Cutting large

Long-bed laser is the right fit for separator manufacturer

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Long-bed laser is the right fit for separator manufacturer

The industry's largest high-speed laser is bringing big changes to Midwestern Industries, a leading maker of screening and particle separation equipment. Chip Painter, vice president of manufacturing, says, "We're producing components faster in fewer operations and to greater accuracy for better fit and easier weld-up." After no previous experience with lasers, the Massillon, Ohio-based company moved aggressively into laser cutting in both machine size and performance, selecting a linear-motor-drive CL-707 laser cutting center with optional 8x20-foot dual interchangeable pallets from Cincinnati Incorporated (Cincinnati; The massive laser was installed near year-end 2003 and began turning out production parts in less than a week.

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Figure 1. This massive laser processes Midwestern's full range of part sizes and shapes quickly, in only a few operations, and at a high degree of accuracy for better fit and easier weld-up.
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"Big size was a necessity for us," says Painter. The company is a full-line manufacturer of separator systems (see Figure 1) used widely across industry—everything from food and pharmaceutical production to mineral and chemical processing—and its vibratory separation machines and screens vary greatly in size and shape (see Figure 2). The Massillon plant manufactures nearly all the components, including machine side panels up to 16 feet long and circular trays up to 60 inches in diameter.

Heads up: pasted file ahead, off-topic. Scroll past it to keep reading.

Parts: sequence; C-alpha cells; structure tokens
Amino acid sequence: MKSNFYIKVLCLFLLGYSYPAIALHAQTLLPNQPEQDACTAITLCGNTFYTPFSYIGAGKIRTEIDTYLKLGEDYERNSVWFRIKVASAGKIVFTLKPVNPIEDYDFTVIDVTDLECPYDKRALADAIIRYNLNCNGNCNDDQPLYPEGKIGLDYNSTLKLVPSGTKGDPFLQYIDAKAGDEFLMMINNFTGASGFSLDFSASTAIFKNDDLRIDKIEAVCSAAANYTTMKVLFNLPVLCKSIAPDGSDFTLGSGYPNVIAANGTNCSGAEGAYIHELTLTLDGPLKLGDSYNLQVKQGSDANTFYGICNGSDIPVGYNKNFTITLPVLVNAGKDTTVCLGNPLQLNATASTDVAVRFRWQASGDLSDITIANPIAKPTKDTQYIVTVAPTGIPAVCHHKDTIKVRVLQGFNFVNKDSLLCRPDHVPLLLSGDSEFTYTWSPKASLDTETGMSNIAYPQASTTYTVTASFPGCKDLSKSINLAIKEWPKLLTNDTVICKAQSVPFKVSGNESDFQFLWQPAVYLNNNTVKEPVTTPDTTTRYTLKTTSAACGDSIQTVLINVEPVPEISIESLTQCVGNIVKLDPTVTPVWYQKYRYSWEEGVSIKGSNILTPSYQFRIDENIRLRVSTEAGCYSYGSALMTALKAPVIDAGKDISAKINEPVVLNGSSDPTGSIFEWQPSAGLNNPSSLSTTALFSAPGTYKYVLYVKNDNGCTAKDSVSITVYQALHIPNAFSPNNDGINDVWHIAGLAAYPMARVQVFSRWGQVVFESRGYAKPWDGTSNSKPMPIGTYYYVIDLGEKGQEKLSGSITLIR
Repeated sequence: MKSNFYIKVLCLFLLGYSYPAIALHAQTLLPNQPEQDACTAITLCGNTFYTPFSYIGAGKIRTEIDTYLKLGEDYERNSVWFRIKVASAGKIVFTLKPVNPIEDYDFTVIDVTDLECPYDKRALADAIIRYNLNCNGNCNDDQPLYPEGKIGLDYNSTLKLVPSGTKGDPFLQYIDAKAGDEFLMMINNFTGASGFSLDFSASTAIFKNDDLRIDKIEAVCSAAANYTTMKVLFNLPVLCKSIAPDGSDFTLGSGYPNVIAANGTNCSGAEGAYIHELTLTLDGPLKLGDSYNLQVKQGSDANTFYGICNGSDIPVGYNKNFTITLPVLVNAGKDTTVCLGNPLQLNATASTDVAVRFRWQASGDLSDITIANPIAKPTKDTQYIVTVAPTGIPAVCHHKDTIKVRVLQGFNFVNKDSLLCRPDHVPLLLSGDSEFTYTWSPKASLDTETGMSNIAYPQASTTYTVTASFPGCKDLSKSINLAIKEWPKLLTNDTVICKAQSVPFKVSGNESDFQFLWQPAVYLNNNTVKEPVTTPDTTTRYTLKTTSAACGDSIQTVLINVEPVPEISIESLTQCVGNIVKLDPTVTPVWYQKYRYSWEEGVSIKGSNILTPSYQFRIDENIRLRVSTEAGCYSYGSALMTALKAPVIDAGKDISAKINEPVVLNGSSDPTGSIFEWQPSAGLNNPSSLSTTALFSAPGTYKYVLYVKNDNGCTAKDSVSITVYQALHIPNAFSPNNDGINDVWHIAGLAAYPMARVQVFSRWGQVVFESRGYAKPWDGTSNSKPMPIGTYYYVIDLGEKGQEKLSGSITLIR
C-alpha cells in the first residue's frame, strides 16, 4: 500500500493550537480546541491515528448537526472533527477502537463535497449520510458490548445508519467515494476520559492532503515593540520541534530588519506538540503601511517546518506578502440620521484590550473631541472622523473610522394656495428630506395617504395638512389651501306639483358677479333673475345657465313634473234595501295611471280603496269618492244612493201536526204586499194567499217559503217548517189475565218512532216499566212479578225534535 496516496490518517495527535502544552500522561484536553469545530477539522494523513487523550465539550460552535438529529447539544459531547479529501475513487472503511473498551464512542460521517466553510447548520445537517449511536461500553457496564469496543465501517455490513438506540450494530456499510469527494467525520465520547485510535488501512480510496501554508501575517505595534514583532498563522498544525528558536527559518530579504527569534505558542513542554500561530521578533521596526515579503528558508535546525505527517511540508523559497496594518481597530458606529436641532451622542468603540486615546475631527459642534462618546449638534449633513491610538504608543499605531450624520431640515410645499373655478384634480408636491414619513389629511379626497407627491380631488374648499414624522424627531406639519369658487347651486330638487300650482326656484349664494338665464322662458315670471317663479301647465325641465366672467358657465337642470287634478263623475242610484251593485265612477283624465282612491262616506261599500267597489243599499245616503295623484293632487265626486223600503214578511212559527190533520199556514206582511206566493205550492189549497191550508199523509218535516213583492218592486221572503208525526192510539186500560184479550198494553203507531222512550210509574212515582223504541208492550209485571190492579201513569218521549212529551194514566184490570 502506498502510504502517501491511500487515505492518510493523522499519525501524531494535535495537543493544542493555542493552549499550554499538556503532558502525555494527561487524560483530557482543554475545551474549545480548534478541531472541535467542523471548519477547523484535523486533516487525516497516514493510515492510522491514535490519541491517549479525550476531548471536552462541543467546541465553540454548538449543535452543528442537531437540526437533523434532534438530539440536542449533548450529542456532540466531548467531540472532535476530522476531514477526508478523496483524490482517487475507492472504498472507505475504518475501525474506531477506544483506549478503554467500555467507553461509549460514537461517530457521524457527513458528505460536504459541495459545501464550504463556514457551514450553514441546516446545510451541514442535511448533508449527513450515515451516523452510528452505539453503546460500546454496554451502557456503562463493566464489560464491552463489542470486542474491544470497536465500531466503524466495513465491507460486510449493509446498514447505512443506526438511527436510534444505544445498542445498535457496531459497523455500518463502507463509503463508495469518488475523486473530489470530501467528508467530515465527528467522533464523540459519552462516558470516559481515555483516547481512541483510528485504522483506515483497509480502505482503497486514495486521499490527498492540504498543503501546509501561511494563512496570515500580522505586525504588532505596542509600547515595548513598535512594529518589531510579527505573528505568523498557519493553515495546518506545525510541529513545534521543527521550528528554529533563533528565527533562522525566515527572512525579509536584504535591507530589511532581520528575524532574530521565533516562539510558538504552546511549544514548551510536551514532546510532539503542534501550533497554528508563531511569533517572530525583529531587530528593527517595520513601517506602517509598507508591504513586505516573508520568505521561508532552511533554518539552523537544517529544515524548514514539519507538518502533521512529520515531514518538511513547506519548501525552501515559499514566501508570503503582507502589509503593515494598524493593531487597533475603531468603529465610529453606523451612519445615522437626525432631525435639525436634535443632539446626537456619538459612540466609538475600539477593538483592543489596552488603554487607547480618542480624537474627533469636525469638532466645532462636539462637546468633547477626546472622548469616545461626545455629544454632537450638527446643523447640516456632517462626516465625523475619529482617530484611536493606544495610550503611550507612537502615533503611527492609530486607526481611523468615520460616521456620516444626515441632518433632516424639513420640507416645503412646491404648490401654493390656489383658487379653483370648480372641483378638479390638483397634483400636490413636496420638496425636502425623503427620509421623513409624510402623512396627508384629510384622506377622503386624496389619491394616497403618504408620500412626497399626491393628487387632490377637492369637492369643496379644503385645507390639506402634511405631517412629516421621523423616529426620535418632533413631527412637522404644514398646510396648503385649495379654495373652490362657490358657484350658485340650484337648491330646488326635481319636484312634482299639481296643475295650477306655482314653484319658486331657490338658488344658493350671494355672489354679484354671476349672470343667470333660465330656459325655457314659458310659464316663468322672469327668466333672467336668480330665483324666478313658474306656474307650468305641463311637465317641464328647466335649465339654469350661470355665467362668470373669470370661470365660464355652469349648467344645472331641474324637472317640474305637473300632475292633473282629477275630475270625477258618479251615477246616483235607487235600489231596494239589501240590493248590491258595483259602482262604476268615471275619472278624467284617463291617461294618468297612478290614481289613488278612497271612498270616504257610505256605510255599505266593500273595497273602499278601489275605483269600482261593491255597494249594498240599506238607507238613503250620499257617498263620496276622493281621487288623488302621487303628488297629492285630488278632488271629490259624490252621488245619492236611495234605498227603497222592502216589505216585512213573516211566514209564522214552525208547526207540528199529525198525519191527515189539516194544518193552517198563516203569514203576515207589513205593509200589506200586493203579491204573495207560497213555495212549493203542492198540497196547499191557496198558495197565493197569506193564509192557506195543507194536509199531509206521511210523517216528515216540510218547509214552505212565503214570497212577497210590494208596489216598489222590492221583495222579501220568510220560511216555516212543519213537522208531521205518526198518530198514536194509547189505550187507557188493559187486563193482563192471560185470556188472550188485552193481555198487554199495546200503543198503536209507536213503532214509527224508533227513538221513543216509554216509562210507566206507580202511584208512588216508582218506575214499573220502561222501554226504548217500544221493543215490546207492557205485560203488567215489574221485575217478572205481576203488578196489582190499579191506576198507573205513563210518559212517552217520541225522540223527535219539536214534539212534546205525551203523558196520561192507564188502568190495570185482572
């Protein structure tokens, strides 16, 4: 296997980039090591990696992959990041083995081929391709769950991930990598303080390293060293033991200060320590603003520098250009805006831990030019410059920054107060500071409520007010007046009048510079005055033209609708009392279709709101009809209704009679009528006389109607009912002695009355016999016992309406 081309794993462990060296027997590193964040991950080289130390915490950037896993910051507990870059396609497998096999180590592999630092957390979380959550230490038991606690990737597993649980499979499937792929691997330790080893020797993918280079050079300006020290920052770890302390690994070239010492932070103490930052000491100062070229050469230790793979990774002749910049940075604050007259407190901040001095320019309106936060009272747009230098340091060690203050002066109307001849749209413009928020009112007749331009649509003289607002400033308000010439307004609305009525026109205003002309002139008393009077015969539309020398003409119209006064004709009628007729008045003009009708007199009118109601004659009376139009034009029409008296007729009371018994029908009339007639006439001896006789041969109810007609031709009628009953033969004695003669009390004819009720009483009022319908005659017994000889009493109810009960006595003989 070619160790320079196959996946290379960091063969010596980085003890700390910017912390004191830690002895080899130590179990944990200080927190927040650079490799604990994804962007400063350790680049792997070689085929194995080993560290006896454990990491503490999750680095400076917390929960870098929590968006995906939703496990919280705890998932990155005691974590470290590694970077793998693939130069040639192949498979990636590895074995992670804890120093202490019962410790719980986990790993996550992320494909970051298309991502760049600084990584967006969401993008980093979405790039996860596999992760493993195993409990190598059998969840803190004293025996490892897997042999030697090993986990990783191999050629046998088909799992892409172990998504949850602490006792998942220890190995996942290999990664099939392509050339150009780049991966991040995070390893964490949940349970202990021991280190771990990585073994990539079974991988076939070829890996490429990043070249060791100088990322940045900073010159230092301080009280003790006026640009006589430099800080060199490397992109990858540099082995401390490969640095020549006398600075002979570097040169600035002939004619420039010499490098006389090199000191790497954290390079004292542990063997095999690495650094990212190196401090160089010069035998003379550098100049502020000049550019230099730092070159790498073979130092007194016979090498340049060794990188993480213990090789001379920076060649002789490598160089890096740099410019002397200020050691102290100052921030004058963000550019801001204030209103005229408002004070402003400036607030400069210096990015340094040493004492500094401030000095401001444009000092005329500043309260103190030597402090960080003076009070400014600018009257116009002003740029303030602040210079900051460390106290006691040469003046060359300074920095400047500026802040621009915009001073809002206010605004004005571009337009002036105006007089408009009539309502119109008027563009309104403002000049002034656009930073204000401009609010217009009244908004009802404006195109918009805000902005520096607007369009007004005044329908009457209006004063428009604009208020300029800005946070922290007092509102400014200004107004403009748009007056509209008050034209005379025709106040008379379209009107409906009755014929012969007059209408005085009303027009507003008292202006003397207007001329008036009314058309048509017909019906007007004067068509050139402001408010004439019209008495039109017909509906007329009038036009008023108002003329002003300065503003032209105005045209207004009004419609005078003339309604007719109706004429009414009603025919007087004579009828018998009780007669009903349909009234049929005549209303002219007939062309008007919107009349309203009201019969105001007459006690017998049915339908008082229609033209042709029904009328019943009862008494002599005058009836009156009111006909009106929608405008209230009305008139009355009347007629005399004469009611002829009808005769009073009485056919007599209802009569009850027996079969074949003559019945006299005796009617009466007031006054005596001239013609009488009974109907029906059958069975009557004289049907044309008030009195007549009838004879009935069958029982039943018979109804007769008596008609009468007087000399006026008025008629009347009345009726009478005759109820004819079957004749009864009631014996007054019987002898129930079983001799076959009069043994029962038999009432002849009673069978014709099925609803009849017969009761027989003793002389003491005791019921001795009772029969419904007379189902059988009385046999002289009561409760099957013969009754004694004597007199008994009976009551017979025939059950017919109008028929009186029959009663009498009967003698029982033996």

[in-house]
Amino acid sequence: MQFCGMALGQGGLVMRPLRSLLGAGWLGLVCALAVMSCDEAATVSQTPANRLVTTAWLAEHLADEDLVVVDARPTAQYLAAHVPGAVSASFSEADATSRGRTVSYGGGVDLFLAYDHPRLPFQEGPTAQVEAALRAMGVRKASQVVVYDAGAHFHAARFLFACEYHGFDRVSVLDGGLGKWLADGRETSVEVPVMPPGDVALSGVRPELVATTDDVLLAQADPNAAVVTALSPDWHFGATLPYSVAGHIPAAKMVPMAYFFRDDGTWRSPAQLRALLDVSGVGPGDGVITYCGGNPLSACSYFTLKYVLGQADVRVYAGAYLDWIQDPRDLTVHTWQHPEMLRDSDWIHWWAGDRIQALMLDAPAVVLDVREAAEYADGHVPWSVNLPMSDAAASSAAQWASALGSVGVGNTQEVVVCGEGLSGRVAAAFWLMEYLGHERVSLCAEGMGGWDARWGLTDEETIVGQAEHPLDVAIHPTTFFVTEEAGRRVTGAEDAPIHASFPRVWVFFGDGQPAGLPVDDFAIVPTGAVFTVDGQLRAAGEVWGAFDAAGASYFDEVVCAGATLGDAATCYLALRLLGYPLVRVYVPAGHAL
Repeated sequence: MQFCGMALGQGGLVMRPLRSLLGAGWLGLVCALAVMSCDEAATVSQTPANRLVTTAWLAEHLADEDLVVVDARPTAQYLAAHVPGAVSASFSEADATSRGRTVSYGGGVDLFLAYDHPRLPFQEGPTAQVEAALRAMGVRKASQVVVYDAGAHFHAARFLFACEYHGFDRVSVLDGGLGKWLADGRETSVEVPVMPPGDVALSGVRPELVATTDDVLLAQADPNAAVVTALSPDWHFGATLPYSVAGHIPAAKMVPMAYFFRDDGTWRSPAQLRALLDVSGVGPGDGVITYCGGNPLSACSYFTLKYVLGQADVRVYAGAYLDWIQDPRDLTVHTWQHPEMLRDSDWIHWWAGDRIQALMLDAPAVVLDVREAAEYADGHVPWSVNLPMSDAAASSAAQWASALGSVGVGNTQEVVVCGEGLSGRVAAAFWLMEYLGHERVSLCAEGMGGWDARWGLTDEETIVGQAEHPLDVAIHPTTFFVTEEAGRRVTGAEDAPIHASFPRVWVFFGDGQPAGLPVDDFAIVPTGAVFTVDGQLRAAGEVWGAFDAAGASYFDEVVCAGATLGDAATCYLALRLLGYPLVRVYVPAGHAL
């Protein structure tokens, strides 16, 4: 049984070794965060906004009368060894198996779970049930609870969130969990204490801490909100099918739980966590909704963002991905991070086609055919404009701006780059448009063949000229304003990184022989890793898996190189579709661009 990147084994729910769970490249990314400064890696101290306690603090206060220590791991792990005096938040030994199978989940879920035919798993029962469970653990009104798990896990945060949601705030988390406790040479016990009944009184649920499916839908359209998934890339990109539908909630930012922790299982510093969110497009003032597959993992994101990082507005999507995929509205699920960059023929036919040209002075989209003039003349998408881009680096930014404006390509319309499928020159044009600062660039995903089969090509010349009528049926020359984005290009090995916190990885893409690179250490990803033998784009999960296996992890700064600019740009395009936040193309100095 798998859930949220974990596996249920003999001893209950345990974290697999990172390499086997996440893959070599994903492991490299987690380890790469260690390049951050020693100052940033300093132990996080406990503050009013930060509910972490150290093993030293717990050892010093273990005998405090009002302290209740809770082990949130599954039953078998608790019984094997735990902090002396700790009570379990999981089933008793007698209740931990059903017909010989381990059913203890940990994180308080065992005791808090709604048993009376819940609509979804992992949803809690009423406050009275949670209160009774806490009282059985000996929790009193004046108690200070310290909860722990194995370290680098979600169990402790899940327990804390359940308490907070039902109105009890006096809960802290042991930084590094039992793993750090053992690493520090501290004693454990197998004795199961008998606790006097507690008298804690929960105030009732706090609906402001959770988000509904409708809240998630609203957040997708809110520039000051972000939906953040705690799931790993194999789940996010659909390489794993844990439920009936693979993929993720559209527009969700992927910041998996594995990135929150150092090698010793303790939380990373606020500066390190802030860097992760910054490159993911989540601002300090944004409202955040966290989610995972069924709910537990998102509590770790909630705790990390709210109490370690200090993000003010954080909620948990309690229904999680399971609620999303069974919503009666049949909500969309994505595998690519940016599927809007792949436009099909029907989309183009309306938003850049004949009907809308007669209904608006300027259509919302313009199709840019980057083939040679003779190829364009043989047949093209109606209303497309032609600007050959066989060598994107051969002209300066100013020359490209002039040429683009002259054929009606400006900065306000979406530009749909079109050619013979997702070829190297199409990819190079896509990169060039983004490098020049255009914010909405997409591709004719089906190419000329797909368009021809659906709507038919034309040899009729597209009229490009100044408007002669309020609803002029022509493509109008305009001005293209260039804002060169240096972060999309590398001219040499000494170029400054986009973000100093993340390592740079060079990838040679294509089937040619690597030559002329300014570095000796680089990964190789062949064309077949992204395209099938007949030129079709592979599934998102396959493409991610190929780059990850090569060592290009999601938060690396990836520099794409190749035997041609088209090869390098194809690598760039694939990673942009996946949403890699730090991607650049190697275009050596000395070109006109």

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Figure 2. Side panels on rectangular separators are produced on the laser in one step, compared to five or six different operations previously.
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Midwestern needed high positioning and cutting speed to minimize processing time. It needed large pallet capacity to cover its full part-making requirements, maximize part processing versatility, and achieve part nesting efficiencies. "Only Cincinnati made a machine that could meet our requirements," says Painter, whose company had a strong track record with Cincinnati from five machines—four press brakes and a shear—and outstanding service and support.

Midwestern prides itself on its quality, but providing it traditionally took a lot of special attention, first in applying templates to mark out material to be processed, and then in secondary operations such as drilling and edge finishing, Painter explains. Laser part programs have eliminated templates, while the laser's precision virtually did away with drilling and edge finishing. "We used to plasma-cut contoured parts, which left dross, burrs, and rough edges," says Painter (see Figure 3). "Edge cleaning was very involved and affected two-thirds of all the parts we processed, so edge quality was a major issue."

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Figure 3. The difference in accuracy and edge quality between laser and plasma-cut parts.